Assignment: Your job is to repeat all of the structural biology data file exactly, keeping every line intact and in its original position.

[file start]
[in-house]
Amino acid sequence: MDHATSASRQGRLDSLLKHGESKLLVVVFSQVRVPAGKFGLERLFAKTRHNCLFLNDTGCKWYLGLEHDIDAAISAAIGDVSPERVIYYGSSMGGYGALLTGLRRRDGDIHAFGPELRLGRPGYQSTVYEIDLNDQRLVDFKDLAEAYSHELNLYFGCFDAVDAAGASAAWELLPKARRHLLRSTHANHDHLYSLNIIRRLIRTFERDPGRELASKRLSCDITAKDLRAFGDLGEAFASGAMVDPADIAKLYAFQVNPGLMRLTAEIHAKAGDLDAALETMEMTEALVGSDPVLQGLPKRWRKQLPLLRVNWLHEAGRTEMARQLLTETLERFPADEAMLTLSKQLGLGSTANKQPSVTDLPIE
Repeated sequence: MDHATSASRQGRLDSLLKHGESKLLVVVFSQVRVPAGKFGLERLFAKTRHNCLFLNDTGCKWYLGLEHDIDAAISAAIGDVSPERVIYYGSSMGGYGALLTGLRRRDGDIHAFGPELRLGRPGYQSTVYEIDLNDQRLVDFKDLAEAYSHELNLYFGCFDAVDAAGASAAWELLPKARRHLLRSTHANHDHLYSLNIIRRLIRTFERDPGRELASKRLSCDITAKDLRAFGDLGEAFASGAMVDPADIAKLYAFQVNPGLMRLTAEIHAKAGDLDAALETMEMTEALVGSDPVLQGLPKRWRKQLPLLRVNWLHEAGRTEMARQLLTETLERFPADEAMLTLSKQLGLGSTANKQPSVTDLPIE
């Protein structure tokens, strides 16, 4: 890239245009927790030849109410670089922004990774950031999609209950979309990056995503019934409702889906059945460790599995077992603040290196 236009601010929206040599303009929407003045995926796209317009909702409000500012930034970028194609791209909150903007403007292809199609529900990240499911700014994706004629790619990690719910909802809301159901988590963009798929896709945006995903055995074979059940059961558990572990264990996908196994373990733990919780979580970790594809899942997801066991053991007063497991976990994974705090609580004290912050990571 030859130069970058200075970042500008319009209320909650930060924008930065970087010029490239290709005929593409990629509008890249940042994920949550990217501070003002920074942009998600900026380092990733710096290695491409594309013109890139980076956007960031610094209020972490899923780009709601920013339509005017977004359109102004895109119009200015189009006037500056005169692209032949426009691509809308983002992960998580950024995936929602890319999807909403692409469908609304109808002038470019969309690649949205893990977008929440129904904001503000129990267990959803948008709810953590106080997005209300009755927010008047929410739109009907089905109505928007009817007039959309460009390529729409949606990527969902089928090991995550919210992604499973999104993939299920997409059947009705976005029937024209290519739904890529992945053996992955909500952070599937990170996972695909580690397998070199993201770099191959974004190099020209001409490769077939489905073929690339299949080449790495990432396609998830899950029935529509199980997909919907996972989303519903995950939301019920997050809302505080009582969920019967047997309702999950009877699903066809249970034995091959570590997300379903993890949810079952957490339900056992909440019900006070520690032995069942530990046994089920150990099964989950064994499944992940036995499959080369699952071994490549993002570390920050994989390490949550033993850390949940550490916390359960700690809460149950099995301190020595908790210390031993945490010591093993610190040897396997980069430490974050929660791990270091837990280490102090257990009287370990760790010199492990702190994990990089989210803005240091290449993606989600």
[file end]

[in-house]
Amino acid sequence: MDHATSASRQGRLDSLLKHGESKLLVVVFSQVRVPAGKFGLERLFAKTRHNCLFLNDTGCKWYLGLEHDIDAAISAAIGDVSPERVIYYGSSMGGYGALLTGLRRRDGDIHAFGPELRLGRPGYQSTVYEIDLNDQRLVDFKDLAEAYSHELNLYFGCFDAVDAAGASAAWELLPKARRHLLRSTHANHDHLYSLNIIRRLIRTFERDPGRELASKRLSCDITAKDLRAFGDLGEAFASGAMVDPADIAKLYAFQVNPGLMRLTAEIHAKAGDLDAALETMEMTEALVGSDPVLQGLPKRWRKQLPLLRVNWLHEAGRTEMARQLLTETLERFPADEAMLTLSKQLGLGSTANKQPSVTDLPIE
Repeated sequence: MDHATSASRQGRLDSLLKHGESKLLVVVFSQVRVPAGKFGLERLFAKTRHNCLFLNDTGCKWYLGLEHDIDAAISAAIGDVSPERVIYYGSSMGGYGALLTGLRRRDGDIHAFGPELRLGRPGYQSTVYEIDLNDQRLVDFKDLAEAYSHELNLYFGCFDAVDAAGASAAWELLPKARRHLLRSTHANHDHLYSLNIIRRLIRTFERDPGRELASKRLSCDITAKDLRAFGDLGEAFASGAMVDPADIAKLYAFQVNPGLMRLTAEIHAKAGDLDAALETMEMTEALVGSDPVLQGLPKRWRKQLPLLRVNWLHEAGRTEMARQLLTETLERFPADEAMLTLSKQLGLGSTANKQPSVTDLPIE
């Protein structure tokens, strides 16, 4: 890239245009927790030849109410670089922004990774950031999609209950979309990056995503019934409702889906059945460790599995077992603040290196 236009601010929206040599303009929407003045995926796209317009909702409000500012930034970028194609791209909150903007403007292809199609529900990240499911700014994706004629790619990690719910909802809301159901988590963009798929896709945006995903055995074979059940059961558990572990264990996908196994373990733990919780979580970790594809899942997801066991053991007063497991976990994974705090609580004290912050990571 030859130069970058200075970042500008319009209320909650930060924008930065970087010029490239290709005929593409990629509008890249940042994920949550990217501070003002920074942009998600900026380092990733710096290695491409594309013109890139980076956007960031610094209020972490899923780009709601920013339509005017977004359109102004895109119009200015189009006037500056005169692209032949426009691509809308983002992960998580950024995936929602890319999807909403692409469908609304109808002038470019969309690649949205893990977008929440129904904001503000129990267990959803948008709810953590106080997005209300009755927010008047929410739109009907089905109505928007009817007039959309460009390529729409949606990527969902089928090991995550919210992604499973999104993939299920997409059947009705976005029937024209290519739904890529992945053996992955909500952070599937990170996972695909580690397998070199993201770099191959974004190099020209001409490769077939489905073929690339299949080449790495990432396609998830899950029935529509199980997909919907996972989303519903995950939301019920997050809302505080009582969920019967047997309702999950009877699903066809249970034995091959570590997300379903993890949810079952957490339900056992909440019900006070520690032995069942530990046994089920150990099964989950064994499944992940036995499959080369699952071994490549993002570390920050994989390490949550033993850390949940550490916390359960700690809460149950099995301190020595908790210390031993945490010591093993610190040897396997980069430490974050929660791990270091837990280490102090257990009287370990760790010199492990702190994990990089989210803005240091290449993606989600």